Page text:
Sibling in a filter: The filter is viewed as hierarchy of nodes, with the highest node containing a logical operator or an AVA in case of just one node. The nodes at a same relative level (compared to the highest node) are said to be siblings. A sibling can be either a logical operator or an AVA.

Search Result: The set of entries that match the conditions specified in the directory request.

Original Filter: The filter in an original request received by VDS

Pruned Filter: A filter of a constituent query sent to a corresponding participant data source. The pruned filter for a participant data source contains only those AVAs of the original filter that have attributes stored in the participant data source.

2. Overview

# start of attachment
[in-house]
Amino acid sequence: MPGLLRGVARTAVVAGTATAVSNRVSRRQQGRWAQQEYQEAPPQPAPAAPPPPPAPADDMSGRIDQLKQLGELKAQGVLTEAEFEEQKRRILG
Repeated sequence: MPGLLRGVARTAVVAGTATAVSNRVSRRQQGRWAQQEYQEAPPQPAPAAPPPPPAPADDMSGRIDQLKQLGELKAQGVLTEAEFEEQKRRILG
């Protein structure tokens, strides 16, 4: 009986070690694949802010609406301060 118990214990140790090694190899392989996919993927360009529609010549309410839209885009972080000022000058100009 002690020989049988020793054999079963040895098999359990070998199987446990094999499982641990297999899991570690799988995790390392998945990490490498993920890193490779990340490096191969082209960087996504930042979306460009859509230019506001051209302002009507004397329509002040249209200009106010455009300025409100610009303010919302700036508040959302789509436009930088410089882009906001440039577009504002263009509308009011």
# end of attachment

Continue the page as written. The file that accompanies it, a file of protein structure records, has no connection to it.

A virtual directory server (VDS) provided according to an aspect of the present disclosure maintains attribute data identifying a corresponding set of stored attributes associated with each data source, with each data source storing values for associated set of stored attributes. Upon receiving a first request based on query attributes, the VDS identifies a set of data sources based on the stored attribute data, with each data source storing values for at least one of the query attributes. The VDS then forms constituent requests, with each constituent request having a corresponding pruned filter suitable for the respective data source. The constituent requests are sent to the respective data sources. The VDS forms a final response from the constituent responses received from the corresponding data sources, and sends the final response to a client system from which the first request is received.